Seven years ago, a human skeleton was discovered in an underwater Mexican cave. Radiocarbon analysis showed that the age of the find is about 12 thousand years, and DNA analysis confirmed that the skeleton belonged to a representative (or rather, the representative – the skeleton was female) of the people who first conquered both American continents.
The study of these remains, conducted by a group of anthropologists led by James Chatters (James Chatters), allowed to recreate the living conditions of the “first Americans”. This life was, apparently, extremely difficult, full of adversity and deprivation.
A girl, 12 millennia ago drowned in an underwater cave, anthropologists called Naya. At the time of her death, she was between 15 and 17 years old. Naya was very fragile: the forearm bone, for example, was as thick as the little finger of James Chatterers. Subtlety of bones could result from constant malnutrition or parasitic infections, but the condition of the teeth speaks in support of the hypothesis of frequent hunger strikes.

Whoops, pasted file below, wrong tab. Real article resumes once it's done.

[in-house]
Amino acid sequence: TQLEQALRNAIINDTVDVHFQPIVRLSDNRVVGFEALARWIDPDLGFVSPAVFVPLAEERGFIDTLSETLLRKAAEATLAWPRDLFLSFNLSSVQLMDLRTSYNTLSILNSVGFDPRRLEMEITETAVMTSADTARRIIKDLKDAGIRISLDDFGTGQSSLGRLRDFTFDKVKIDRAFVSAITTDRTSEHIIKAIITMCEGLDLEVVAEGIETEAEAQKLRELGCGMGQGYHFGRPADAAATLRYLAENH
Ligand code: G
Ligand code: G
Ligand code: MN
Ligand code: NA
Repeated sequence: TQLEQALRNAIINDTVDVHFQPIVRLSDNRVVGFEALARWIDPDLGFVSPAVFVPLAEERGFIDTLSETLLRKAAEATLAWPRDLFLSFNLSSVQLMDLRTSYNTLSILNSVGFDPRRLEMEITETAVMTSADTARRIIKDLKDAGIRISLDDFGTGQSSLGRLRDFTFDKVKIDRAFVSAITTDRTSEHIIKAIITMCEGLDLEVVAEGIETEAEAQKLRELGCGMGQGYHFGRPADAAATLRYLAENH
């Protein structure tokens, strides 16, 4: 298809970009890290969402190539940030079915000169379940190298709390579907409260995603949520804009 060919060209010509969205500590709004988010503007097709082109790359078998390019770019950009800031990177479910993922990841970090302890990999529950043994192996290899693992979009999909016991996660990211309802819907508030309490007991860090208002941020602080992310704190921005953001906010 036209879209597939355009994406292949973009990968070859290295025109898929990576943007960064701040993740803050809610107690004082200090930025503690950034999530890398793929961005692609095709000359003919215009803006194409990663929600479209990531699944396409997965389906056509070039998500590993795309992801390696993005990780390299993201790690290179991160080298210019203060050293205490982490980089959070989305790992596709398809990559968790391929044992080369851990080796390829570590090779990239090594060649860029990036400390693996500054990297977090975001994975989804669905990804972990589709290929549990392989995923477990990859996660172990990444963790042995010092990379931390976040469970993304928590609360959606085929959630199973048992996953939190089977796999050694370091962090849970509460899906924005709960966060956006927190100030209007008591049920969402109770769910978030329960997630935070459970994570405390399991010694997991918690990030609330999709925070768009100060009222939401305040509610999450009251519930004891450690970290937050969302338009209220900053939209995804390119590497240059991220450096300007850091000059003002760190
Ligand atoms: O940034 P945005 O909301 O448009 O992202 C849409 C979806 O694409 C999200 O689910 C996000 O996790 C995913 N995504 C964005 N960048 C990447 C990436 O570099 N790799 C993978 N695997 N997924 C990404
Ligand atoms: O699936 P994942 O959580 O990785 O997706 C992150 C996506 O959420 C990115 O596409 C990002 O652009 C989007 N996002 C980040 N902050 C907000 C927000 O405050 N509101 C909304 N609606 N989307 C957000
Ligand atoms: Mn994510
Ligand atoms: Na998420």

The condition of the pelvic bones suggests that in her young years Naya managed to give birth to at least one child. Part of the pelvis was damaged, probably during the fall and later lost, but the surviving remains have characteristic curvatures, characteristic for women with thin bones and young women in childbirth.
The muscles of the upper body of Naya were developed very poorly: this can be judged from the smoothness of those places where once the muscles were attached to the bones. In the opinion of anthropologists, this indicates that Naya did not engage in agricultural work – she did not loosen the land, she did not grind the grain, she did not scrape the skins and did not carry weights. But her legs were very muscular: probably, the girl had to walk or run a lot.
“We tend to idelize the conditions in which the” first Americans “lived. In fact, everything was not quite like that, “sums up Chatter’s research. His colleague Gary Haynes (Gary Haynes), an archaeologist at the University of Nevada, believes that the lack of resources that made Nye such a fragile could be the result of climate change.
On the results of the study, Chatterers and his colleagues reported on March 30 at a meeting of the Society of American Archeology in Vancouver, briefly about it tells the news department of the journal Nature.